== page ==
The presence of decisions

The consequences of our decisions and actions (or lack thereof) follow us all of our lives. They might follow us into the next iteration of our existence. In fact, they might determine the next iteration of our existence. I am in a comfortable spot in my life. Not all is perfect, but I am basking in the enviable position of being securely employed with a good home and excellent health.

It is very easy for me to engage my 20/20 hindsight and review how I got to this particular point in my life. As I examine each of my decisions and retrace my steps, a few of them make me shudder. Others make me clasp myself in a hug filled with relief and gratitude. The one I am most grateful for these days is that I have a job to complain about.

I have family members who lost their jobs some time ago and currently live off the charity of others. Both are struggling to find a job. ANY job, they say. They fill out endless applications online nearly all of which disappear into the vast empty hole of cyberspace. Sometimes, though, an application gets a response and there is an interview.

They call me when there is an interview, voices trembling with excitement and an anticipatory joy. It is only an interview, but they sound as if they had just been invited to the prom. They ask: What should I wear? What should I say? What if they ask about this or that?

This or that are decisions these family members made that resulted in them being unemployed and nearly unemployable. They took actions which were not in their best interests. When they relate their woeful tales of how tough their lives are now, it is all I can do not to point out how they got themselves there (when I do, the conversation ends abruptly). I can point to the exact decisions they made – years of them. Instead, I recommend decisions and actions that would take good care of them now and in the future.

This process makes me more cognizant of all the thoughts and deeds I carry with me. What I think today has a real impact on where and who I will be ten years from now. What I do today may not make my life noticeably different tomorrow, but the seeds are there getting ready to sprout. It is the ultimate reaping of what I sow.

I have to go now . . . my life is begging for some water and fertilizer.

©2011 by Barbara L. Kass

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5 Responses to “The presence of decisions”

  1. jeffstroud Says:

    As Conversations with God book 1 points out over and over, is thought, word, action, are our forms of creating what our lives look like. Yet the book also states, to move in to action first, asking what am I being. in others words, what is your state of mind while moving into or within that action.

    Barbara you know you can only be an example of how to be present your life. Others will either see it or not if they choose.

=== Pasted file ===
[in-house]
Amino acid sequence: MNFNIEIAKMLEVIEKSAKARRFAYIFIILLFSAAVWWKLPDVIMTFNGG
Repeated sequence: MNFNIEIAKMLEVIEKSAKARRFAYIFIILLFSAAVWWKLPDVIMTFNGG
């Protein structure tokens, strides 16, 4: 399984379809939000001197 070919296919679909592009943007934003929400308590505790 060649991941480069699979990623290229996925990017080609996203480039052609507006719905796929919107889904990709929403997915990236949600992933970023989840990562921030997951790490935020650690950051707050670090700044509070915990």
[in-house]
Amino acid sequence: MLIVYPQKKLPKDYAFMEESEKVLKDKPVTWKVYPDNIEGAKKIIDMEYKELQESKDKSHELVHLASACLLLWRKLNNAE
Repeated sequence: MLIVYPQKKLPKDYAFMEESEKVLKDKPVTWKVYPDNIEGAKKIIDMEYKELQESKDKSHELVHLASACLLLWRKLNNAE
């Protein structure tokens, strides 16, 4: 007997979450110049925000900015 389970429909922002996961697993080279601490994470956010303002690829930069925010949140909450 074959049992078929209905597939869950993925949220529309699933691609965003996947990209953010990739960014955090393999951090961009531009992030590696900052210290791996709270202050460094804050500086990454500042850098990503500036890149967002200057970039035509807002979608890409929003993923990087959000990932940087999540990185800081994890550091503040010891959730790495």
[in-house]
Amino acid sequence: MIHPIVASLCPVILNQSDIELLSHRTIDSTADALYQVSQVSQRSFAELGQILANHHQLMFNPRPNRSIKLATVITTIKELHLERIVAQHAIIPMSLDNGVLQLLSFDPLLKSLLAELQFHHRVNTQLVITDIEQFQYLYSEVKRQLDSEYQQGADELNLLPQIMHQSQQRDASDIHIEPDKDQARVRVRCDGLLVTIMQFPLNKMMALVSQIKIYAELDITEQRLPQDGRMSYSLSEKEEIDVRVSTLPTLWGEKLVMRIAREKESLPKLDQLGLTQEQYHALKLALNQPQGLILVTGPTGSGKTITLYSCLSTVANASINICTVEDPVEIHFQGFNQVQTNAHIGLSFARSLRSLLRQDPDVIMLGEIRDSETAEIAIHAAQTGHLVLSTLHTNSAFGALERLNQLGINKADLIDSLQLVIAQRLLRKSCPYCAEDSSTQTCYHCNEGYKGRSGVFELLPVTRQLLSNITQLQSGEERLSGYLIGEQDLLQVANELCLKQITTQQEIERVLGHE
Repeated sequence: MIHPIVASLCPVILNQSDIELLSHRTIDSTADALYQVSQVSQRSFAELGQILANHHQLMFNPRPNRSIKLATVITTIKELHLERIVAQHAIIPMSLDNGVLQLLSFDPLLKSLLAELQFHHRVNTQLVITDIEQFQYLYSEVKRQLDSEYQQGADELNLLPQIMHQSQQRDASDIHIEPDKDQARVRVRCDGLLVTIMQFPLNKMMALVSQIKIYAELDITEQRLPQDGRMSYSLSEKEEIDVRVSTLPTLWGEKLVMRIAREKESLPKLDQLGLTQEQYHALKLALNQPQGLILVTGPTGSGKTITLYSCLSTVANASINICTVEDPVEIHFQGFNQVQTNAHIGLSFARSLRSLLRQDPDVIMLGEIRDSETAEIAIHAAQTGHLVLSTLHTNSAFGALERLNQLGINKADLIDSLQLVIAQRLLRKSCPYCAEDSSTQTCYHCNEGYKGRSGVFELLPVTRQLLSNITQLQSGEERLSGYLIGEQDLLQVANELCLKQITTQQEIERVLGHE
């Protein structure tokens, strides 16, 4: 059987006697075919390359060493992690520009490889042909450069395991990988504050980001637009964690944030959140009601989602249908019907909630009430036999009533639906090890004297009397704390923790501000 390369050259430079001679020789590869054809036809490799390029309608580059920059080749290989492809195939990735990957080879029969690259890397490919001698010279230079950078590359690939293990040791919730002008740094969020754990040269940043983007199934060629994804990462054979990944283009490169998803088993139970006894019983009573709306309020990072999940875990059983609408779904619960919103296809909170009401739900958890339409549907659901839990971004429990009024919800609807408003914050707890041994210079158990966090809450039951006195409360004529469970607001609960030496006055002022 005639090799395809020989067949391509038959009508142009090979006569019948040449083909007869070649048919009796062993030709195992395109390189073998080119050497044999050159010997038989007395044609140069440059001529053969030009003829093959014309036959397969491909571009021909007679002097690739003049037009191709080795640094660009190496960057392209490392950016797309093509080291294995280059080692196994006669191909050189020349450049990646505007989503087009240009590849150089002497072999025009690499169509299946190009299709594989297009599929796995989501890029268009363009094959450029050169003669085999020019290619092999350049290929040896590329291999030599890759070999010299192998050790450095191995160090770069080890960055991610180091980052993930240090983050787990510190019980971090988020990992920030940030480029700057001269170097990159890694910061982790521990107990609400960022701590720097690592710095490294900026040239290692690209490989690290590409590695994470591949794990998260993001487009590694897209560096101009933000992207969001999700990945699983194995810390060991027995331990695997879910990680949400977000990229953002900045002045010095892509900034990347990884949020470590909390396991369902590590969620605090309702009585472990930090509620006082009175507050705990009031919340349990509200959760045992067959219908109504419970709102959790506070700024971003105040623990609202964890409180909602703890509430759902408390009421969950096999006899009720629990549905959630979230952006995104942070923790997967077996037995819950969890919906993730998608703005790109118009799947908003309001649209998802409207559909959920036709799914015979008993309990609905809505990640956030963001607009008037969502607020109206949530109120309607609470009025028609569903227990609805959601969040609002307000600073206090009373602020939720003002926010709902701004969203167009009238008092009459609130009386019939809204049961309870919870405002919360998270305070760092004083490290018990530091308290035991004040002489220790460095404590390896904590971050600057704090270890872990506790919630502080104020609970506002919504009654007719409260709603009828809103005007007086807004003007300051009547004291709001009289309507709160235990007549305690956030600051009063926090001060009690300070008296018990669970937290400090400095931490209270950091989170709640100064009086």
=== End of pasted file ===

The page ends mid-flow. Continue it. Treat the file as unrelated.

The trick here is for them to do the work, the 20/20 on their own lives, their thoughts and actions that lead up to where they are today.

    You are reaping what you sow, it is good to water and fertilize that growth.

    • Barbara Kass Says:

      Thanks, Jeff — your statement “what is your state of mind while moving into or within that action” is an awareness, a mindfulness, that we often do not pay attention to. My 20/20 hindsight can see that decisions which did not turn out well for me began when I was feeling pressured, obligated, and uncomfortable. Of course, it took me 50+ years of experience to realize that, but at least I learned.

  2. holessence Says:

    “As I examine each of my decisions and retrace my steps, a few of them make me shudder. Others make me clasp myself in a hug filled with relief and gratitude.”

    Barbara, like you, I can relate in BOTH instances — good and poor choices.

    Many times I have clients on my table who say they feel like they’re painted into a corner. All one has to do is look at their own hand to see who’s holding the paintbrush.

    • Barbara Kass Says:

      Hi, Laurie — all too often, I hear people excuse themselves for their decisions because they perceived they had no choice, that circumstances outside of their control forced them into making decisions that turned out badly for them. According to them, it is someone else’s fault. Regardless, we are products of the lives we sow through our thoughts, feelings, and actions. Because we cannot control others, we have to rely on that which we can control: ourselves. Your analogy o fthe paintbrush above makes me stop and consier: what picture am I painting now?

  3. Not All Painting Is Art « Speaking from the Heart Says:

    […] friend Barbara Kass recently wrote an engaging blog post titled “The Presence of Decisions.” As I shared with her, it made me think about several people over the years who’ve […]

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